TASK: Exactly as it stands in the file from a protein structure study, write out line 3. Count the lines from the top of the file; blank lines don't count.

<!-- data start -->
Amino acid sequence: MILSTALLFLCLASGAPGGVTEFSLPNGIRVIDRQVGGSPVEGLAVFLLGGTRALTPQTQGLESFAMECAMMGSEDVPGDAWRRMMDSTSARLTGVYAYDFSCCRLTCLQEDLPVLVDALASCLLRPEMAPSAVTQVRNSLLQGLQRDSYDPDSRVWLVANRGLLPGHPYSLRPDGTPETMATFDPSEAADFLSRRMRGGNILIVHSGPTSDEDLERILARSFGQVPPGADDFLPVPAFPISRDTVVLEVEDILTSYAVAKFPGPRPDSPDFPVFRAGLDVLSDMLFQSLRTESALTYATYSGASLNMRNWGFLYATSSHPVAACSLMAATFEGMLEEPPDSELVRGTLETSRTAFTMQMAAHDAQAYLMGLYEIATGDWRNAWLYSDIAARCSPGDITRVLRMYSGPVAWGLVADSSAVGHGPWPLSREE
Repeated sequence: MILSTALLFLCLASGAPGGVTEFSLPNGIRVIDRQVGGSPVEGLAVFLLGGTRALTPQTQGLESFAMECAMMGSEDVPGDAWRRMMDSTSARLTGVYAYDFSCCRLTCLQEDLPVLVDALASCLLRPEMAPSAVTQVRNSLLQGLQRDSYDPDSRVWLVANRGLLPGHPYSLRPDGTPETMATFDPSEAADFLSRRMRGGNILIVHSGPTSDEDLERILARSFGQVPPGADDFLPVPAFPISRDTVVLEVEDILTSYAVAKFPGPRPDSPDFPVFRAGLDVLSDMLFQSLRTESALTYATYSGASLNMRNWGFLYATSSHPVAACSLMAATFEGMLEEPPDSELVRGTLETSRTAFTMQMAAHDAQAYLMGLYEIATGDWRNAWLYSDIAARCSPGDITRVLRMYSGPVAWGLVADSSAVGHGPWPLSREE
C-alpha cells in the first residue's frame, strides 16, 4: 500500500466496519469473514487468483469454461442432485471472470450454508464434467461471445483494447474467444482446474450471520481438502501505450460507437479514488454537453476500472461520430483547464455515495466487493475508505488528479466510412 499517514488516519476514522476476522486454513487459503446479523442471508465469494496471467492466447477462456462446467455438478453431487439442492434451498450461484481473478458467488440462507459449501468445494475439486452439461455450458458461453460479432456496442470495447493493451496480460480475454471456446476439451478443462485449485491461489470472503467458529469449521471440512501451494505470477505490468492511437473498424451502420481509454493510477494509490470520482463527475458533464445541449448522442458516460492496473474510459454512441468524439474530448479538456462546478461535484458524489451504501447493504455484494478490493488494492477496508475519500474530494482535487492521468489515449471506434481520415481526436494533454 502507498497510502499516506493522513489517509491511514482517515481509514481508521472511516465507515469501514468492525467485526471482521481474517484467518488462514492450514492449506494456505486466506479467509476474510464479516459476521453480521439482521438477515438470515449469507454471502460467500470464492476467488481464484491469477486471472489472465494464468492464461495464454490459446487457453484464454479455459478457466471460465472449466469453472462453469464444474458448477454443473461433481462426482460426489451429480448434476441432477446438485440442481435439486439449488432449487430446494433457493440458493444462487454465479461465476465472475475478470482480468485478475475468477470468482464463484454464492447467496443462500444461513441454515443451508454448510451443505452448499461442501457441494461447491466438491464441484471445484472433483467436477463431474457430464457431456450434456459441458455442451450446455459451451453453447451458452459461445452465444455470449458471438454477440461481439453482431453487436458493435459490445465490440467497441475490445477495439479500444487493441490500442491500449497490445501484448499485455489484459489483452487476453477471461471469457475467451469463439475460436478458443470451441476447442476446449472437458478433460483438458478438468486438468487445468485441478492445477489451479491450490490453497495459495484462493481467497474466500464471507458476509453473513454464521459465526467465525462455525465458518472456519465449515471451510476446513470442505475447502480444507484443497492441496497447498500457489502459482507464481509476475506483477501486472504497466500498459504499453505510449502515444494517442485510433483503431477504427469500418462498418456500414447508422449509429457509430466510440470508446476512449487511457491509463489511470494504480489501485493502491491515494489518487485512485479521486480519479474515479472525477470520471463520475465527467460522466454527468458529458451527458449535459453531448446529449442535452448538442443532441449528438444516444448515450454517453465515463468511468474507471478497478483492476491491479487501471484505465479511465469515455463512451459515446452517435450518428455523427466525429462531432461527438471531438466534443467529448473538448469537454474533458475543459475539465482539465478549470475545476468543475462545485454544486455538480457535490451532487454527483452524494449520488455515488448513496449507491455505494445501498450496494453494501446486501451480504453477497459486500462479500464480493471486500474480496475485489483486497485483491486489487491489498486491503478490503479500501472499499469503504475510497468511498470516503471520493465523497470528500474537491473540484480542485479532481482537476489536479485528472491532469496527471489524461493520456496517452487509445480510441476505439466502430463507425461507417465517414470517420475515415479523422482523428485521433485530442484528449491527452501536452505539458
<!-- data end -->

C-alpha cells in the first residue's frame, strides 16, 4: 500500500466496519469473514487468483469454461442432485471472470450454508464434467461471445483494447474467444482446474450471520481438502501505450460507437479514488454537453476500472461520430483547464455515495466487493475508505488528479466510412 499517514488516519476514522476476522486454513487459503446479523442471508465469494496471467492466447477462456462446467455438478453431487439442492434451498450461484481473478458467488440462507459449501468445494475439486452439461455450458458461453460479432456496442470495447493493451496480460480475454471456446476439451478443462485449485491461489470472503467458529469449521471440512501451494505470477505490468492511437473498424451502420481509454493510477494509490470520482463527475458533464445541449448522442458516460492496473474510459454512441468524439474530448479538456462546478461535484458524489451504501447493504455484494478490493488494492477496508475519500474530494482535487492521468489515449471506434481520415481526436494533454 502507498497510502499516506493522513489517509491511514482517515481509514481508521472511516465507515469501514468492525467485526471482521481474517484467518488462514492450514492449506494456505486466506479467509476474510464479516459476521453480521439482521438477515438470515449469507454471502460467500470464492476467488481464484491469477486471472489472465494464468492464461495464454490459446487457453484464454479455459478457466471460465472449466469453472462453469464444474458448477454443473461433481462426482460426489451429480448434476441432477446438485440442481435439486439449488432449487430446494433457493440458493444462487454465479461465476465472475475478470482480468485478475475468477470468482464463484454464492447467496443462500444461513441454515443451508454448510451443505452448499461442501457441494461447491466438491464441484471445484472433483467436477463431474457430464457431456450434456459441458455442451450446455459451451453453447451458452459461445452465444455470449458471438454477440461481439453482431453487436458493435459490445465490440467497441475490445477495439479500444487493441490500442491500449497490445501484448499485455489484459489483452487476453477471461471469457475467451469463439475460436478458443470451441476447442476446449472437458478433460483438458478438468486438468487445468485441478492445477489451479491450490490453497495459495484462493481467497474466500464471507458476509453473513454464521459465526467465525462455525465458518472456519465449515471451510476446513470442505475447502480444507484443497492441496497447498500457489502459482507464481509476475506483477501486472504497466500498459504499453505510449502515444494517442485510433483503431477504427469500418462498418456500414447508422449509429457509430466510440470508446476512449487511457491509463489511470494504480489501485493502491491515494489518487485512485479521486480519479474515479472525477470520471463520475465527467460522466454527468458529458451527458449535459453531448446529449442535452448538442443532441449528438444516444448515450454517453465515463468511468474507471478497478483492476491491479487501471484505465479511465469515455463512451459515446452517435450518428455523427466525429462531432461527438471531438466534443467529448473538448469537454474533458475543459475539465482539465478549470475545476468543475462545485454544486455538480457535490451532487454527483452524494449520488455515488448513496449507491455505494445501498450496494453494501446486501451480504453477497459486500462479500464480493471486500474480496475485489483486497485483491486489487491489498486491503478490503479500501472499499469503504475510497468511498470516503471520493465523497470528500474537491473540484480542485479532481482537476489536479485528472491532469496527471489524461493520456496517452487509445480510441476505439466502430463507425461507417465517414470517420475515415479523422482523428485521433485530442484528449491527452501536452505539458